Curse, bless me now with your fierce tears, I pray.
    Do not go gentle into that good night.
    Rage, rage against the dying of the light.

    -----------------------Dylan Thomas

    ¬¬¬¬¬¬¬¬&# 172;¬¬¬¬¬¬¬&#17 2;¬¬¬¬¬¬¬¬ ¬¬¬¬¬¬¬¬&# 172;¬¬¬¬¬¬¬&#17 2;¬
    `No man is an island`
    No man is an island, entire of itself; every man is a piece of the continent, a part of the main.

    If a clod be washed away by the sea, Europe is the less, as well as if a promontory were, as well as if a manor of they friends`s or of thine own were.

    Any man`s death diminishes me, because I am involved in mankind. And therefore never send to know for whom the bell tolls; it tolls for thee.

    John Donne
    ¬¬¬¬¬¬¬¬&# 172;¬¬¬¬¬¬¬&#17 2;¬¬¬¬¬¬¬¬ ¬¬¬¬¬¬¬¬&# 172;¬¬¬¬¬¬
    Bed In Summer

    In winter I get up at night,
    And dress by yellow candle light.
    In summer quite the other way,
    I have to go to bed by day.

    I have to go to bed and see
    The birds still hopping on the tree,
    Or hear the grown up people's feet
    Still going past me in the street.

    And does it not seem hard to you,
    When all the sky is clear and blue,
    And I should like so much to play,
    To have to go to bed by day?
    Robert Louis Stevenson
    ¬¬¬¬¬¬¬¬&# 172;¬¬¬¬¬¬¬&#17 2;¬¬¬¬¬¬¬¬ ¬¬¬¬¬¬¬¬&# 172;¬
    The Female of the Species

    WHEN the Himalayan peasant meets the he-bear in his pride,
    He shouts to scare the monster, who will often turn aside.
    But the she-bear thus accosted rends the peasant tooth and nail.
    For the female of the species is more deadly than the male.

    When Nag the basking cobra hears the careless foot of man,
    He will sometimes wriggle sideways and avoid it if he can.
    But his mate makes no such motion where she camps beside the trail.
    For the female of the species is more deadly than the male.

    When the early Jesuit fathers preached to Hurons and Choctaws,
    They prayed to be delivered from the vengeance of the squaws.
    'Twas the women, not the warriors, turned those stark enthusiasts pale.
    For the female of the species is more deadly than the male.

    Man's timid heart is bursting with the things he must not say,
    For the Woman that God gave him isn't his to give away;
    But when hunter meets with husbands, each confirms the other's tale—
    The female of the species is more deadly than the male.

    Man, a bear in most relations—worm and savage otherwise,—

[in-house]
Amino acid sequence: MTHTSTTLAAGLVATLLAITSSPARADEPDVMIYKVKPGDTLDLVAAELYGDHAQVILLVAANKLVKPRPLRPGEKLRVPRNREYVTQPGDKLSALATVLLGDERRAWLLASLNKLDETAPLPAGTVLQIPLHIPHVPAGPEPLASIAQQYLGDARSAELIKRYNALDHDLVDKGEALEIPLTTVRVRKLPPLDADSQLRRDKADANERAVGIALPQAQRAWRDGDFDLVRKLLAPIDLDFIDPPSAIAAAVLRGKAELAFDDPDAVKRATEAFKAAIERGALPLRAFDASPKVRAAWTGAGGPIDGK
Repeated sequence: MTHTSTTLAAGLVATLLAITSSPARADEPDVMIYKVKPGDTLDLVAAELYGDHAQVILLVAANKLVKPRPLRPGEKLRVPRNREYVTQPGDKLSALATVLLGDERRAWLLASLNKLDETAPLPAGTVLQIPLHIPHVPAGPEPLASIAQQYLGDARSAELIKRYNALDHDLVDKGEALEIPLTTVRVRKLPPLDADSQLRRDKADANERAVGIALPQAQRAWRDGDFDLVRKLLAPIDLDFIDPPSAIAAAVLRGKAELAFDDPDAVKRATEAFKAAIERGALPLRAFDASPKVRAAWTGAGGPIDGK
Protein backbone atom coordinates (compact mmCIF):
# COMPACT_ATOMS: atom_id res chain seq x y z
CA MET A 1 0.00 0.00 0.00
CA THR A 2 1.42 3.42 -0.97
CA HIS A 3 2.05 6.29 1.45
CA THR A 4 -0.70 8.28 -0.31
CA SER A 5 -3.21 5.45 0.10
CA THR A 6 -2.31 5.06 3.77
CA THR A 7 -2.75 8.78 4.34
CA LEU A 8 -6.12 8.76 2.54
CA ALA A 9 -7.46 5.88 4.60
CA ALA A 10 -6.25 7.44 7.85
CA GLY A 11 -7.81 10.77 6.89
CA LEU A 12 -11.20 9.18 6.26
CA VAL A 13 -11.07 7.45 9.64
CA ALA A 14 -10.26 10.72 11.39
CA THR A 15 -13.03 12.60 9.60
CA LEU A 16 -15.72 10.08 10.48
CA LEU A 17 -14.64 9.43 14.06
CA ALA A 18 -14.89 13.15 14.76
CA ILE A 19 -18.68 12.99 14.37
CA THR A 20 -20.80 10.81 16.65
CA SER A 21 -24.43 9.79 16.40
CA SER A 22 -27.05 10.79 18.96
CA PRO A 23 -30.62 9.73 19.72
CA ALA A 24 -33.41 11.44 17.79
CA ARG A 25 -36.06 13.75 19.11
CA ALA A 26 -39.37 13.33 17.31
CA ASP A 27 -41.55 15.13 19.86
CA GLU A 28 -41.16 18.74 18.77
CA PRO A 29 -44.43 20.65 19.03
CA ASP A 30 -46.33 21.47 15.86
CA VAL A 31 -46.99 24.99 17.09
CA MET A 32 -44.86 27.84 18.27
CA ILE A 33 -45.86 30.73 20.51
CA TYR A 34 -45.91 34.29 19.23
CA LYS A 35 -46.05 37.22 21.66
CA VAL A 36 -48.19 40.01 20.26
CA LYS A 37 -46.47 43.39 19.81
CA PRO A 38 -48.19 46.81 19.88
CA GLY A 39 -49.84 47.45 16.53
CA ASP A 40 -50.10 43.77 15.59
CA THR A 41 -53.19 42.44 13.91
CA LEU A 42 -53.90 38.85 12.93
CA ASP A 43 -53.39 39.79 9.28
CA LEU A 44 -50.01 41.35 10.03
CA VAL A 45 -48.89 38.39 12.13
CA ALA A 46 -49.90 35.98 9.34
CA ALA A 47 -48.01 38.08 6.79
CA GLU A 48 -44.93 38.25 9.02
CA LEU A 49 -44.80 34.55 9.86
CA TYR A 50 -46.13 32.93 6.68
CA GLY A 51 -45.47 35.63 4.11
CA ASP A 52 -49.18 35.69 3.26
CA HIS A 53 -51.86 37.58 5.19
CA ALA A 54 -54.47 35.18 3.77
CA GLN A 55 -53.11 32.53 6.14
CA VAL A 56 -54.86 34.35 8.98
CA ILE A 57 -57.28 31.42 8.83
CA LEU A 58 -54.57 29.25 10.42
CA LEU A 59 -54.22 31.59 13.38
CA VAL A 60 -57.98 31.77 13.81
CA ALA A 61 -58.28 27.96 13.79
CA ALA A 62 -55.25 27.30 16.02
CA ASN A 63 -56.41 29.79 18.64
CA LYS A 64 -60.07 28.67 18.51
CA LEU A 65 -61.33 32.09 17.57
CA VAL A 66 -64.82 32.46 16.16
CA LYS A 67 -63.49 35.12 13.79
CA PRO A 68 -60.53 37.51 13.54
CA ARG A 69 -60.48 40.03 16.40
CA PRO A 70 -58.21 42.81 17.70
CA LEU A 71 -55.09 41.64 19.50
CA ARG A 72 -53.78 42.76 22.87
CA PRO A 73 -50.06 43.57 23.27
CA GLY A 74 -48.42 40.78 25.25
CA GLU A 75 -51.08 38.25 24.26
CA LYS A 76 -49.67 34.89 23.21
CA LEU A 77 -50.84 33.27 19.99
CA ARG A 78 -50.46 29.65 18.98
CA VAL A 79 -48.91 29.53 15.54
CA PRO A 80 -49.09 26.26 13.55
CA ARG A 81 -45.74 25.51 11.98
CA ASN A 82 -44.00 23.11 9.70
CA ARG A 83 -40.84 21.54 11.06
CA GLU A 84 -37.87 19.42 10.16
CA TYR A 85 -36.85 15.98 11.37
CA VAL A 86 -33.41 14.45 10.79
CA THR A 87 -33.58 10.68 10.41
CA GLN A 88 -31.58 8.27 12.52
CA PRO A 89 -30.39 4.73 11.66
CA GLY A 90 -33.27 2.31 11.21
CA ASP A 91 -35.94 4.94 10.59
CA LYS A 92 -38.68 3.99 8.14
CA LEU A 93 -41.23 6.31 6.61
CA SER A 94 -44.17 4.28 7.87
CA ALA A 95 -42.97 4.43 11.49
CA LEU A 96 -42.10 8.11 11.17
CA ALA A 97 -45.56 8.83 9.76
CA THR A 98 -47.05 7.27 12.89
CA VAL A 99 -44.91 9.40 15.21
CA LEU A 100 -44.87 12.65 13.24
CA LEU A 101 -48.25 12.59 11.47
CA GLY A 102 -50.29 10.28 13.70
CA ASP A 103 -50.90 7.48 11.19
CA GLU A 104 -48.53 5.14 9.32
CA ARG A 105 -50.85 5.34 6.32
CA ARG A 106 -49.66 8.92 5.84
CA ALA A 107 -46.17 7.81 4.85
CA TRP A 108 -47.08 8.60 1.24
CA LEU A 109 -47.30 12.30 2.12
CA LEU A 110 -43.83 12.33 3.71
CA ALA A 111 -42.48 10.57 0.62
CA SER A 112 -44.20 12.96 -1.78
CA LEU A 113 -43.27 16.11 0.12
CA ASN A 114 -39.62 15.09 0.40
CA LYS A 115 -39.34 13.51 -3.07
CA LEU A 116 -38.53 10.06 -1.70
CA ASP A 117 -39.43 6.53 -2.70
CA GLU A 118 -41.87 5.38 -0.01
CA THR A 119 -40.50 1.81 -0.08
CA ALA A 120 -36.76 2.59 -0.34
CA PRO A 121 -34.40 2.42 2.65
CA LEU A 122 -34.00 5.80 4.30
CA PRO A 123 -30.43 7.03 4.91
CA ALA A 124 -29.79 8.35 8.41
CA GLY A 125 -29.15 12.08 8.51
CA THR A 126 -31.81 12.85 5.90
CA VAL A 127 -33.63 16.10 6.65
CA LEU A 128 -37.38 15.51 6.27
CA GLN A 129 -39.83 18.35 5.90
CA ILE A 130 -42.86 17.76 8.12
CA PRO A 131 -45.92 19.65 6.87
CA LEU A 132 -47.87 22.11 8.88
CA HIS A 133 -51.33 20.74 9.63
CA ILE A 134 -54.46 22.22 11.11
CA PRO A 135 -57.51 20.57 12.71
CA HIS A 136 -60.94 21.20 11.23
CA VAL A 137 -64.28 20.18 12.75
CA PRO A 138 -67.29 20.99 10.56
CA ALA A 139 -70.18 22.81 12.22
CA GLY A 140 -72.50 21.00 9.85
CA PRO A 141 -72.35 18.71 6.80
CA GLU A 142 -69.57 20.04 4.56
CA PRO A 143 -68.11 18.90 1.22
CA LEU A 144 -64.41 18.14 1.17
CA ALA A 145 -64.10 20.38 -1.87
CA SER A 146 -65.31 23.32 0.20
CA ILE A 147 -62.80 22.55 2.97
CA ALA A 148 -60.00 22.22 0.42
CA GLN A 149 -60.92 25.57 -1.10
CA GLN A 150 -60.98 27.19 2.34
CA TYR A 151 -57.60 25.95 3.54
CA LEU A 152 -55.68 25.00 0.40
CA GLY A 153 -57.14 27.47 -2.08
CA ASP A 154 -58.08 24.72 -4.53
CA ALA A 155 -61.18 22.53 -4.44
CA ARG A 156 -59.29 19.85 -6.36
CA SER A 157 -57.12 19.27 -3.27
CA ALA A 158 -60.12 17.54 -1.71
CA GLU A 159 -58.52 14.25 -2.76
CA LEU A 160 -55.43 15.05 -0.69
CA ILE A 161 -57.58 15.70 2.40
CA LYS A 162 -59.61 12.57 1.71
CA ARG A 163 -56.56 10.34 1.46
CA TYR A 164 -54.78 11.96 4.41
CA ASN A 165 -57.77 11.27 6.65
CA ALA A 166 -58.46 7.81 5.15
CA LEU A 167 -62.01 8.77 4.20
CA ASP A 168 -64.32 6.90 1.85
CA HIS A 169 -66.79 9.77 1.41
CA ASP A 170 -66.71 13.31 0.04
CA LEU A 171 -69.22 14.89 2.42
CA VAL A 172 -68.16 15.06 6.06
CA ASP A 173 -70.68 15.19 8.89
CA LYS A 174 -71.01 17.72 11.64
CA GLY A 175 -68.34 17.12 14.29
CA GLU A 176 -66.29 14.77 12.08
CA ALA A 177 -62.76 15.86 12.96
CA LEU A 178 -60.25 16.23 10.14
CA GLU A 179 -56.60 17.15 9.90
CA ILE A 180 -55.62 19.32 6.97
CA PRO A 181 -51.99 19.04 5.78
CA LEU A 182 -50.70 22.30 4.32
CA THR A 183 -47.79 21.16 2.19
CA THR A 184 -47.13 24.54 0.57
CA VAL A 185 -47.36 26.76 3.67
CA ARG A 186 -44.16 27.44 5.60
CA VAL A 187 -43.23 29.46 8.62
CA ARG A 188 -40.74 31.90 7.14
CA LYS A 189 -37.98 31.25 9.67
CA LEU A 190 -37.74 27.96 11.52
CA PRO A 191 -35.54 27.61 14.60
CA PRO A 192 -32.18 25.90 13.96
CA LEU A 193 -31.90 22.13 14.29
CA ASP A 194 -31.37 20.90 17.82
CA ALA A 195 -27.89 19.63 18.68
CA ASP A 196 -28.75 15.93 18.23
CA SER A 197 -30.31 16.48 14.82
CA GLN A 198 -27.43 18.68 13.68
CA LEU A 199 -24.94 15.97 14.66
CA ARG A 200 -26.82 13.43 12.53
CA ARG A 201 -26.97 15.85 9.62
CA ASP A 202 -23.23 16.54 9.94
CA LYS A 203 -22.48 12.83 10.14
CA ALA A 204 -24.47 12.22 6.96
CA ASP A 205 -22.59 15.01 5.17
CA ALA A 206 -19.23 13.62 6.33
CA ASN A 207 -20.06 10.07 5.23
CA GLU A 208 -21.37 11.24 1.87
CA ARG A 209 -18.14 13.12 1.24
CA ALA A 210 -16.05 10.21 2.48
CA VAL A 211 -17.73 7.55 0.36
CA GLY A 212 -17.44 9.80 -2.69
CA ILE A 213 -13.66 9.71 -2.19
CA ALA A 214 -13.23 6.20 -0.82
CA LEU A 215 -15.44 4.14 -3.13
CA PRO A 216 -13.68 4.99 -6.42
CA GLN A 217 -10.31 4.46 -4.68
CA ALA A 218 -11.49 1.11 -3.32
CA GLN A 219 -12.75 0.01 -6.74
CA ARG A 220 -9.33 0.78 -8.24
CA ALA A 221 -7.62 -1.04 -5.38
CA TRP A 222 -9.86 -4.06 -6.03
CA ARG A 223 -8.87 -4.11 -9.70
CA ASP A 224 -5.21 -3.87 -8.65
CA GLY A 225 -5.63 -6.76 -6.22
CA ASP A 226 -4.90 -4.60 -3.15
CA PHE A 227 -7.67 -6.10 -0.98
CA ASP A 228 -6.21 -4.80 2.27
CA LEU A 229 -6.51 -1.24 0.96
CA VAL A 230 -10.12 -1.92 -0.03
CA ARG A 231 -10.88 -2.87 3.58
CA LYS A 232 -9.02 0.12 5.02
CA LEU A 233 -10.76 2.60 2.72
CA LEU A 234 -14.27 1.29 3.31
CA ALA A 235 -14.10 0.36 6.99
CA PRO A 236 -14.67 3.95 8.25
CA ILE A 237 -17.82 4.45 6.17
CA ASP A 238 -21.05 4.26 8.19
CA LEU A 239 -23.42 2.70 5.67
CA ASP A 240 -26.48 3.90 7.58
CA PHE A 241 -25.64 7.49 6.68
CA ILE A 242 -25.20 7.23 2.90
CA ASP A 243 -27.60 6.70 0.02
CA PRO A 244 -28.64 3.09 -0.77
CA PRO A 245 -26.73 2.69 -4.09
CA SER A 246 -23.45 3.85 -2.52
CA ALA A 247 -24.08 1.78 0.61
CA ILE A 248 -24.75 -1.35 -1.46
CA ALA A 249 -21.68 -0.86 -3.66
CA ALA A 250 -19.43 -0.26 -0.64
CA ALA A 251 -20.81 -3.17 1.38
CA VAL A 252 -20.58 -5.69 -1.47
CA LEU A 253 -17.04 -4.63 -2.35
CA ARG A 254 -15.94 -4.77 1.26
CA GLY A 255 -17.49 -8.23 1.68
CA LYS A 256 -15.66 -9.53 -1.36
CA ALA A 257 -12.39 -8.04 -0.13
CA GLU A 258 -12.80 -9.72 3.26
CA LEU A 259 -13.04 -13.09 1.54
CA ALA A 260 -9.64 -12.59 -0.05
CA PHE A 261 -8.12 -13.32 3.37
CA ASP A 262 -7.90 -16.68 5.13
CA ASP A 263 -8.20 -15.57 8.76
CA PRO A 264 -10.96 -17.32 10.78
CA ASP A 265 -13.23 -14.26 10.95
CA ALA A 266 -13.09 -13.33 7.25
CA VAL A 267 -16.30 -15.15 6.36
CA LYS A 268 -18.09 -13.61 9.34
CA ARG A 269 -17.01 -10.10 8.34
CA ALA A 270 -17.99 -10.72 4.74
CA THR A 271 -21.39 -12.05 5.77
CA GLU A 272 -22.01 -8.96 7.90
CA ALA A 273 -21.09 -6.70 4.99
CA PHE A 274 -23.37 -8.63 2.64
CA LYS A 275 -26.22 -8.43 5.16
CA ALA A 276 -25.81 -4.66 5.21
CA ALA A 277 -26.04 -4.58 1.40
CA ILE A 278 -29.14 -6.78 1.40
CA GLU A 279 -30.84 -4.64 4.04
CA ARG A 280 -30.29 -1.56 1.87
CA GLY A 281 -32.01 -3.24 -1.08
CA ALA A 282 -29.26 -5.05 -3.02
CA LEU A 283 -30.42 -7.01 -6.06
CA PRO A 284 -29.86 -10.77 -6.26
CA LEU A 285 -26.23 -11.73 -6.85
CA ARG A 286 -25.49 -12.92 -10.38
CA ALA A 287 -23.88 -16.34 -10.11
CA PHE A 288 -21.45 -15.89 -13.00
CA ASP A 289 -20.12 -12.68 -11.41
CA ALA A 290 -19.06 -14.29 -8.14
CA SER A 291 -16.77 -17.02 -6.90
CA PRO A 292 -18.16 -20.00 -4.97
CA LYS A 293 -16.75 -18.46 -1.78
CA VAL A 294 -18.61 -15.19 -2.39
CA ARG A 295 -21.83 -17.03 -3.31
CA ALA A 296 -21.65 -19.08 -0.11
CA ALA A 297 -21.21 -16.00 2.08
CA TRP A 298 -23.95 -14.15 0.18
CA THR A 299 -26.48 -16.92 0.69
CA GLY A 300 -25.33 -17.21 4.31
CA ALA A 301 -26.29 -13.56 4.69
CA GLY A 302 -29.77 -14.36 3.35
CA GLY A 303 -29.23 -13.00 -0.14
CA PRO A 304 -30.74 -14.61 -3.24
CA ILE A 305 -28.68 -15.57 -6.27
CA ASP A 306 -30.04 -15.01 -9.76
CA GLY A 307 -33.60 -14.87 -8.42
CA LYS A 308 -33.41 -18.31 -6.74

Man propounds negotiations, Man accepts the compromise.
    Very rarely will he squarely push the logic of a fact
    To its ultimate conclusion in unmitigated act.

    Fear, or foolishness, impels him, ere he lay the wicked low,
    To concede some form of trial even to his fiercest foe.
    Mirth obscene diverts his anger—Doubt and Pity oft perplex
    Him in dealing with an issue—to the scandal of The Sex!

    But the Woman that God gave him, every fibre of her frame
    Proves her launched for one sole issue, armed and engined for the same;
    And to serve that single issue, lest the generations fail,
    The female of the species must be deadlier than the male.

    She who faces Death by torture for each life beneath her breast
    May not deal in doubt or pity—must not swerve for fact or jest.
    These be purely male diversions—not in these her honour dwells—
    She the Other Law we live by, is that Law and nothing else.

    She can bring no more to living than the powers that make her great
    As the Mother of the Infant and the Mistress of the Mate.
    And when Babe and Man are lacking and she strides unclaimed to claim
    Her right as femme (and baron), her equipment is the same.

    She is wedded to convictions—in default of grosser ties;
    Her contentions are her children, Heaven help him who denies!—
    He will meet no suave discussion, but the instant, white-hot, wild,
    Wakened female of the species warring as for spouse and child.

    Unprovoked and awful charges—even so the she-bear fights,
    Speech that drips, corrodes, and poisons—even so the cobra bites,
    Scientific vivisection of one nerve till it is raw
    And the victim writhes in anguish—like the Jesuit with the squaw!

    So it comes that Man, the coward, when he gathers to confer
    With his fellow-braves in council, dare not leave a place for her
    Where, at war with Life and Conscience, he uplifts his erring hands
    To some God of Abstract Justice—which no woman understands.

    And Man knows it! Knows, moreover, that the Woman that God gave him
    Must command but may not govern—shall enthral but not enslave him.